A common use for old etrogim is for their fragrance, often serving as the besamim (spices) needed for the havdalah ritual, done each week to end Shabbos. During the havdalah ritual, a multiwick candle is lit and typically hand-held throughout the blessings. When it comes time to smell the spices, they are often kept in a dedicated spice holder which typically look something like this. You need to open them to smell the spices, and as I’m sure you can imagine it can be difficult to do that while holding a candle with a very large flame! It’s easy to drop something, and candle wax will drip over everything.

I saw an opportunity. My prompt for my final was to create a necklace or brooch with found objects, utilizing the metalworking techniques that we learned. I chose to wrap my etrog in silver (which conveniently, is commonly used for Judaica) turning it into a pendant. This takes out the awkward and dangerous step of trying to open a jar while holding a candle! And of course, I wrapped the etrog such that the pitom would be protected, highlighting the fortitude of this fruit that it survived this long!

I began with 4 pieces of 20 gauge sterling silver and my etrog. I used a blowtorch to solder these pieces of silver together into one 2 foot long strip. I decided to mimic a fresh citrus peel texture on the silver, which I did by hammering and poking the metal with a center-punch. I used an anvil to hammer the long strip into a spiral shape, then used my hands to work the etrog into place. I created the bail (hole for the cord to pass through) out of a piece of scrap silver, and soldered everything together.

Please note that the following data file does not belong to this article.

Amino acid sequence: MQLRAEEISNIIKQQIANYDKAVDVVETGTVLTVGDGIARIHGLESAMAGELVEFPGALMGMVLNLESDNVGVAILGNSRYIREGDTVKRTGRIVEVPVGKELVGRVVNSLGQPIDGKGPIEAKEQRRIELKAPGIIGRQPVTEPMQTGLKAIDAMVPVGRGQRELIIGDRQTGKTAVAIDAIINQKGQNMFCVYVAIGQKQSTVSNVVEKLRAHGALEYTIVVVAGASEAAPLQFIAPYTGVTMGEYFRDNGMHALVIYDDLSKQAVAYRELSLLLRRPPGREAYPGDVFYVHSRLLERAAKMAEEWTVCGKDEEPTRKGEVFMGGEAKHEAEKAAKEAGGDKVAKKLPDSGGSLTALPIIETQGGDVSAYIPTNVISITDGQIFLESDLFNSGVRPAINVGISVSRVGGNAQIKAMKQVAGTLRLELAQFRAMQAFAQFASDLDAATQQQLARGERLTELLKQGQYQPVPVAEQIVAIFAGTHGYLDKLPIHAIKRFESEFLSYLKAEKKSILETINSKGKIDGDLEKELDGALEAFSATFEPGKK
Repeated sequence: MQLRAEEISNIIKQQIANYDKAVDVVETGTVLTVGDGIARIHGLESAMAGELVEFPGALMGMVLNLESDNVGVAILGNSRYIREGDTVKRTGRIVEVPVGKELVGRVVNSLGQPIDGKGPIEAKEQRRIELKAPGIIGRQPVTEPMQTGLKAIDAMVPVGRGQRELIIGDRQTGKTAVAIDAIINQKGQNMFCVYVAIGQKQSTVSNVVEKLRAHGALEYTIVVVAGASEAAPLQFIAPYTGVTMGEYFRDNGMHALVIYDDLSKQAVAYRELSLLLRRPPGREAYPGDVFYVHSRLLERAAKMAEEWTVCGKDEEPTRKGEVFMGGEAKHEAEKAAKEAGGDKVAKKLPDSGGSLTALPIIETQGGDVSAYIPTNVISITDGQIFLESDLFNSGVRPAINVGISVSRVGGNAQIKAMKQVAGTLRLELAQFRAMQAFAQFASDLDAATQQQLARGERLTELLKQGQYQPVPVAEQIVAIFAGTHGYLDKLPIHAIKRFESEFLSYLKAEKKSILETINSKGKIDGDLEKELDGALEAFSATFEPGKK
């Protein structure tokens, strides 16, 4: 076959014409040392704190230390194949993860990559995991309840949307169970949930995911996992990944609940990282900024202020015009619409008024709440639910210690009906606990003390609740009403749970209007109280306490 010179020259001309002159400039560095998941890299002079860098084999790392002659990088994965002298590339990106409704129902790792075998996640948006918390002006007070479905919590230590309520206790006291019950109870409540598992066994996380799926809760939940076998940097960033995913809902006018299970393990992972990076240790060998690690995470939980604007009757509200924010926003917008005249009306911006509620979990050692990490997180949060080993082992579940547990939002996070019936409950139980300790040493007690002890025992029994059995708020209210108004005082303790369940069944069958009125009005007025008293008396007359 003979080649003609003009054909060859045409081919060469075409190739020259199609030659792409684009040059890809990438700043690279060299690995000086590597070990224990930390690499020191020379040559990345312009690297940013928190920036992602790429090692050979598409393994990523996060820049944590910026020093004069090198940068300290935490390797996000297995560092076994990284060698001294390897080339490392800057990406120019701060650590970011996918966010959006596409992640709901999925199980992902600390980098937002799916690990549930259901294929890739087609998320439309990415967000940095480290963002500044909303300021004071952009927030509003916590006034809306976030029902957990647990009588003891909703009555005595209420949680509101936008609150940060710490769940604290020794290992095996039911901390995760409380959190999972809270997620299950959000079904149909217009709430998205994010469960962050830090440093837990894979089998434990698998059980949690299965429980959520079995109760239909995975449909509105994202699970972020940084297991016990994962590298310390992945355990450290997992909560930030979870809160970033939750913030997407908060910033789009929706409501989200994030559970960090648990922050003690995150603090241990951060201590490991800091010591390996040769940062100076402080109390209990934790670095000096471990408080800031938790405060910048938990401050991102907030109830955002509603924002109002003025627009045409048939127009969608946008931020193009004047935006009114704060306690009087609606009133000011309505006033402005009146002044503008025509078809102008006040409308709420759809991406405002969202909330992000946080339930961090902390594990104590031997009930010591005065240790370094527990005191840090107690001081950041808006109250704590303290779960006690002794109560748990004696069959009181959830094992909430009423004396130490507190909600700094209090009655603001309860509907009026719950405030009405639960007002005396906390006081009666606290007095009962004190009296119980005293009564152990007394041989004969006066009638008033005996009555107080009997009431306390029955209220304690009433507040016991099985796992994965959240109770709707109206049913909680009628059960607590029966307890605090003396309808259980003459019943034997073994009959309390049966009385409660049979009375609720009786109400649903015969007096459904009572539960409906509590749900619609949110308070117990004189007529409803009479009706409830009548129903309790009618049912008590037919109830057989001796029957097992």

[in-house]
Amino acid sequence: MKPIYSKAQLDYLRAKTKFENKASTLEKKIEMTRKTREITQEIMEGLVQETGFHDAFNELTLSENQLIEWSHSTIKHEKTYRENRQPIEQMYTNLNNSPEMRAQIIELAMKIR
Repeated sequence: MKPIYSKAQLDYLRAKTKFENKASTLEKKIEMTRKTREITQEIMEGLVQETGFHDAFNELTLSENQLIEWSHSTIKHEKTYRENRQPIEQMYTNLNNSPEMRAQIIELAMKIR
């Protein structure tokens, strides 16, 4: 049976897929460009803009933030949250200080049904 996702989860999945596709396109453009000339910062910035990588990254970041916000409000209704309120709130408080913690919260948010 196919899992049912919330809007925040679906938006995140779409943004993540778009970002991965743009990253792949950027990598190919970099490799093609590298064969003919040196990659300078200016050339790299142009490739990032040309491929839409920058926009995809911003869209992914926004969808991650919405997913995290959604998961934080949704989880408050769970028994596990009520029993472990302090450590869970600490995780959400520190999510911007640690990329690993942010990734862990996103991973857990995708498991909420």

This project represents the intersection of my two greatest intellectual and personal passions. Using my intimate knowledge of Jewish law, practice and tradition along with my object fabrication skills, I restored function to a object rendered halakhically invalid, re-purposing it to enhance a different ritual experience. And I think it’s rather beautiful, too!

Planning for an initial prototype

Looking to make my vision a reality, I’ve decided to use a Raspberry Pi 3 as the hub for all of this hardware. I hope to both run the display and Beeminder API calls from it (essentially, the Raspberry Pi will make something happen when the button is pressed, in this case telling Beeminder that I’ve completed my task) .